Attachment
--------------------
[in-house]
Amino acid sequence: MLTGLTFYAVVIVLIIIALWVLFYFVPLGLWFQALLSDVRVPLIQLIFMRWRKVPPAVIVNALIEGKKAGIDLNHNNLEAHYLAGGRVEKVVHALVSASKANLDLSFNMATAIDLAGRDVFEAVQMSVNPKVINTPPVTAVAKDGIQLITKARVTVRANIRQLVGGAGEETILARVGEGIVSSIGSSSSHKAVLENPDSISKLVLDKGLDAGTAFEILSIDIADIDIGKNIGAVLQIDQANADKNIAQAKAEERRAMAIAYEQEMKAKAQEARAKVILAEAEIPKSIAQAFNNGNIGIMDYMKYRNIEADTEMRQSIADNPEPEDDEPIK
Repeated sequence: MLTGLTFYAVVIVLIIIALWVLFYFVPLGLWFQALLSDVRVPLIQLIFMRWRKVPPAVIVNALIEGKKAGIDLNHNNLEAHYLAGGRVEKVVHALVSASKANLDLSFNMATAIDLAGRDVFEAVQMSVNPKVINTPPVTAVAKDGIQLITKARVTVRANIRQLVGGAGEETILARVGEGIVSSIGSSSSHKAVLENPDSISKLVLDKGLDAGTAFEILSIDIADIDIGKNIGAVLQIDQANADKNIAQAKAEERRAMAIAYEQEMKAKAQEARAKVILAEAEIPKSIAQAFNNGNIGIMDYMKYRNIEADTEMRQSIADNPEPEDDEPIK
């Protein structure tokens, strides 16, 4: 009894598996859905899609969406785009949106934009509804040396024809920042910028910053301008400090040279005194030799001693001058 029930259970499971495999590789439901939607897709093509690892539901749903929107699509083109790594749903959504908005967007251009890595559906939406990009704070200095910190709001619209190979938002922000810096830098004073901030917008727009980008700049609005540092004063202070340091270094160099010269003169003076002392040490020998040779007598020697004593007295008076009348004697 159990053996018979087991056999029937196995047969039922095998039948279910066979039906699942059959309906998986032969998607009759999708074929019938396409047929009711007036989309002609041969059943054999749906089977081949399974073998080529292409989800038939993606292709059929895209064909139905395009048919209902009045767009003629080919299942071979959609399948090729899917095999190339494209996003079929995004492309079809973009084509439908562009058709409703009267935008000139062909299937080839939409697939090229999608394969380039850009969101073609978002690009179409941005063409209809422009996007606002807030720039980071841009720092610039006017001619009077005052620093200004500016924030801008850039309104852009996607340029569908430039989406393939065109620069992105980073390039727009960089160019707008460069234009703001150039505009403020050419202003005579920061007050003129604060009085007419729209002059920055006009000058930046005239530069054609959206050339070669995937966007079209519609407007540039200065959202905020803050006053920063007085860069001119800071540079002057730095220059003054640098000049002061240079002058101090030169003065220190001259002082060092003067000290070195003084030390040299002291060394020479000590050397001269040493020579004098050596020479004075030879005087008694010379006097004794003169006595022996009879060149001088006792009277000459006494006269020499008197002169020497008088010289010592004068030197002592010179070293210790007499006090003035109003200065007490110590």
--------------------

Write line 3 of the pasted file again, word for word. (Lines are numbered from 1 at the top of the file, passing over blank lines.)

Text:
Repeated sequence: MLTGLTFYAVVIVLIIIALWVLFYFVPLGLWFQALLSDVRVPLIQLIFMRWRKVPPAVIVNALIEGKKAGIDLNHNNLEAHYLAGGRVEKVVHALVSASKANLDLSFNMATAIDLAGRDVFEAVQMSVNPKVINTPPVTAVAKDGIQLITKARVTVRANIRQLVGGAGEETILARVGEGIVSSIGSSSSHKAVLENPDSISKLVLDKGLDAGTAFEILSIDIADIDIGKNIGAVLQIDQANADKNIAQAKAEERRAMAIAYEQEMKAKAQEARAKVILAEAEIPKSIAQAFNNGNIGIMDYMKYRNIEADTEMRQSIADNPEPEDDEPIK